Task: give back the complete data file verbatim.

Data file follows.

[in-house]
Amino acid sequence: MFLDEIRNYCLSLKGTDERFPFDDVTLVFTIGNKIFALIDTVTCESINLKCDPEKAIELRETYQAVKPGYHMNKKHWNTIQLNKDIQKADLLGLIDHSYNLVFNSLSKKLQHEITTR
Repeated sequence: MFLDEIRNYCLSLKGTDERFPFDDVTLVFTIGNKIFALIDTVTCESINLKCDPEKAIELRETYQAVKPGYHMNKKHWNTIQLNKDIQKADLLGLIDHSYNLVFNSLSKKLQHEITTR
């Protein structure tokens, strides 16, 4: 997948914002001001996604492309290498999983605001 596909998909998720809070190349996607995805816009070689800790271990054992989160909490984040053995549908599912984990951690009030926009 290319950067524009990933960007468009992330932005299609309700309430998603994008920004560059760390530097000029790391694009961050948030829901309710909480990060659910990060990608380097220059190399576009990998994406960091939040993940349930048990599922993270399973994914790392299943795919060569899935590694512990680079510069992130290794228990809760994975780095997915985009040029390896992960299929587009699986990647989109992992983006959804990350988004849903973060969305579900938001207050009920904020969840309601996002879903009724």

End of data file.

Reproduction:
[in-house]
Amino acid sequence: MFLDEIRNYCLSLKGTDERFPFDDVTLVFTIGNKIFALIDTVTCESINLKCDPEKAIELRETYQAVKPGYHMNKKHWNTIQLNKDIQKADLLGLIDHSYNLVFNSLSKKLQHEITTR
Repeated sequence: MFLDEIRNYCLSLKGTDERFPFDDVTLVFTIGNKIFALIDTVTCESINLKCDPEKAIELRETYQAVKPGYHMNKKHWNTIQLNKDIQKADLLGLIDHSYNLVFNSLSKKLQHEITTR
């Protein structure tokens, strides 16, 4: 997948914002001001996604492309290498999983605001 596909998909998720809070190349996607995805816009070689800790271990054992989160909490984040053995549908599912984990951690009030926009 290319950067524009990933960007468009992330932005299609309700309430998603994008920004560059760390530097000029790391694009961050948030829901309710909480990060659910990060990608380097220059190399576009990998994406960091939040993940349930048990599922993270399973994914790392299943795919060569899935590694512990680079510069992130290794228990809760994975780095997915985009040029390896992960299929587009699986990647989109992992983006959804990350988004849903973060969305579900938001207050009920904020969840309601996002879903009724």